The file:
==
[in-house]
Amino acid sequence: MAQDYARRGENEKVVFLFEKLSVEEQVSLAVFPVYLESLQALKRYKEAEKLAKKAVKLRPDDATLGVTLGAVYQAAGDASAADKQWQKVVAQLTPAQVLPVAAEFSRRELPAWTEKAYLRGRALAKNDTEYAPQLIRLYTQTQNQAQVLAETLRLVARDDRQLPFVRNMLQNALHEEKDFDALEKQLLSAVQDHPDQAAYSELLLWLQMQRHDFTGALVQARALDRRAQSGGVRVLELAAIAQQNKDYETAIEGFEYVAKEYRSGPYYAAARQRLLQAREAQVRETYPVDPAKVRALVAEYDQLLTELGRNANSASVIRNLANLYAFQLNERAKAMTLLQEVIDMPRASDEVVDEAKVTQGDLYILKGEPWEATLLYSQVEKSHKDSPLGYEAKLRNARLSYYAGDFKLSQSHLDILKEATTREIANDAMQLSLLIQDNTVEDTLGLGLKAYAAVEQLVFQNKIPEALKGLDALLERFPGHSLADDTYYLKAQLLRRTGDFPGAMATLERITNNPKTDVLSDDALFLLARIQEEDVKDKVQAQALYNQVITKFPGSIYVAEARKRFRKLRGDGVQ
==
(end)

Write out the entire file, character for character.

[in-house]
Amino acid sequence: MAQDYARRGENEKVVFLFEKLSVEEQVSLAVFPVYLESLQALKRYKEAEKLAKKAVKLRPDDATLGVTLGAVYQAAGDASAADKQWQKVVAQLTPAQVLPVAAEFSRRELPAWTEKAYLRGRALAKNDTEYAPQLIRLYTQTQNQAQVLAETLRLVARDDRQLPFVRNMLQNALHEEKDFDALEKQLLSAVQDHPDQAAYSELLLWLQMQRHDFTGALVQARALDRRAQSGGVRVLELAAIAQQNKDYETAIEGFEYVAKEYRSGPYYAAARQRLLQAREAQVRETYPVDPAKVRALVAEYDQLLTELGRNANSASVIRNLANLYAFQLNERAKAMTLLQEVIDMPRASDEVVDEAKVTQGDLYILKGEPWEATLLYSQVEKSHKDSPLGYEAKLRNARLSYYAGDFKLSQSHLDILKEATTREIANDAMQLSLLIQDNTVEDTLGLGLKAYAAVEQLVFQNKIPEALKGLDALLERFPGHSLADDTYYLKAQLLRRTGDFPGAMATLERITNNPKTDVLSDDALFLLARIQEEDVKDKVQAQALYNQVITKFPGSIYVAEARKRFRKLRGDGVQ